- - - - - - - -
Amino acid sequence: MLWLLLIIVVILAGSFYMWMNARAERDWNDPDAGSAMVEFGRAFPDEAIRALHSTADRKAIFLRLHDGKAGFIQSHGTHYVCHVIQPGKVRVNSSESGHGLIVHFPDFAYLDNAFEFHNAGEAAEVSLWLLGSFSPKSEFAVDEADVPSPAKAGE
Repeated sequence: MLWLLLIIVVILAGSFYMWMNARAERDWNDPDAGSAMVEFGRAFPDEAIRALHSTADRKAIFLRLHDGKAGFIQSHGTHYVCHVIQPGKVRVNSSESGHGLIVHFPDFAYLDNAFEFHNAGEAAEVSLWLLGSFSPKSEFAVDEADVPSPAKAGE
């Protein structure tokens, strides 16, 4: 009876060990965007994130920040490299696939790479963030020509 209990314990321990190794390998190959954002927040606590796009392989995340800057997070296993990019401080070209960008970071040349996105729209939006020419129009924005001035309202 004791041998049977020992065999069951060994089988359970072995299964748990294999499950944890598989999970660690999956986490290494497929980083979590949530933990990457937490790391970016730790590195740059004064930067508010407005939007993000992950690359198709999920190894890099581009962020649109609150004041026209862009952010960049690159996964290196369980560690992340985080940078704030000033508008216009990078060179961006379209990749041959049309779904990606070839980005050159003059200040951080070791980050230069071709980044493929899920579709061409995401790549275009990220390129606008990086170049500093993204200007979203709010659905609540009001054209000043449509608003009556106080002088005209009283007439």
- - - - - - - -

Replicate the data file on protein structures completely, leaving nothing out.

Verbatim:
Amino acid sequence: MLWLLLIIVVILAGSFYMWMNARAERDWNDPDAGSAMVEFGRAFPDEAIRALHSTADRKAIFLRLHDGKAGFIQSHGTHYVCHVIQPGKVRVNSSESGHGLIVHFPDFAYLDNAFEFHNAGEAAEVSLWLLGSFSPKSEFAVDEADVPSPAKAGE
Repeated sequence: MLWLLLIIVVILAGSFYMWMNARAERDWNDPDAGSAMVEFGRAFPDEAIRALHSTADRKAIFLRLHDGKAGFIQSHGTHYVCHVIQPGKVRVNSSESGHGLIVHFPDFAYLDNAFEFHNAGEAAEVSLWLLGSFSPKSEFAVDEADVPSPAKAGE
């Protein structure tokens, strides 16, 4: 009876060990965007994130920040490299696939790479963030020509 209990314990321990190794390998190959954002927040606590796009392989995340800057997070296993990019401080070209960008970071040349996105729209939006020419129009924005001035309202 004791041998049977020992065999069951060994089988359970072995299964748990294999499950944890598989999970660690999956986490290494497929980083979590949530933990990457937490790391970016730790590195740059004064930067508010407005939007993000992950690359198709999920190894890099581009962020649109609150004041026209862009952010960049690159996964290196369980560690992340985080940078704030000033508008216009990078060179961006379209990749041959049309779904990606070839980005050159003059200040951080070791980050230069071709980044493929899920579709061409995401790549275009990220390129606008990086170049500093993204200007979203709010659905609540009001054209000043449509608003009556106080002088005209009283007439």